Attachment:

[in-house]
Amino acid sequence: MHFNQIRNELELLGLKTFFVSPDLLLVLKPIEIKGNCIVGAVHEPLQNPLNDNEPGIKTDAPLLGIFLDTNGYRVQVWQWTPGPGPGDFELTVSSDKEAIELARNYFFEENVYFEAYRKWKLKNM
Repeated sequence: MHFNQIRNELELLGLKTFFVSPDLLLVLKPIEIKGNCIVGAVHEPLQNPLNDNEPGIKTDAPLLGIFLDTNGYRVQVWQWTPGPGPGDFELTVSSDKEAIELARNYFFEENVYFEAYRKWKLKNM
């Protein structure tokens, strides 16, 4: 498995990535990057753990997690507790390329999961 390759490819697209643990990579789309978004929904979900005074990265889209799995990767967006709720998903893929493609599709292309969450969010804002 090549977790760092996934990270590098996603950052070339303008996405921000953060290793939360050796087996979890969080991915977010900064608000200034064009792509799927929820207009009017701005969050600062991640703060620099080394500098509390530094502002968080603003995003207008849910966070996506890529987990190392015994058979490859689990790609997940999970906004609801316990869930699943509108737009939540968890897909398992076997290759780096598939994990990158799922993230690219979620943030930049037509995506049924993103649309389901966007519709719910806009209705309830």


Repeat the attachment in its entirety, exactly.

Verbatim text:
[in-house]
Amino acid sequence: MHFNQIRNELELLGLKTFFVSPDLLLVLKPIEIKGNCIVGAVHEPLQNPLNDNEPGIKTDAPLLGIFLDTNGYRVQVWQWTPGPGPGDFELTVSSDKEAIELARNYFFEENVYFEAYRKWKLKNM
Repeated sequence: MHFNQIRNELELLGLKTFFVSPDLLLVLKPIEIKGNCIVGAVHEPLQNPLNDNEPGIKTDAPLLGIFLDTNGYRVQVWQWTPGPGPGDFELTVSSDKEAIELARNYFFEENVYFEAYRKWKLKNM
């Protein structure tokens, strides 16, 4: 498995990535990057753990997690507790390329999961 390759490819697209643990990579789309978004929904979900005074990265889209799995990767967006709720998903893929493609599709292309969450969010804002 090549977790760092996934990270590098996603950052070339303008996405921000953060290793939360050796087996979890969080991915977010900064608000200034064009792509799927929820207009009017701005969050600062991640703060620099080394500098509390530094502002968080603003995003207008849910966070996506890529987990190392015994058979490859689990790609997940999970906004609801316990869930699943509108737009939540968890897909398992076997290759780096598939994990990158799922993230690219979620943030930049037509995506049924993103649309389901966007519709719910806009209705309830």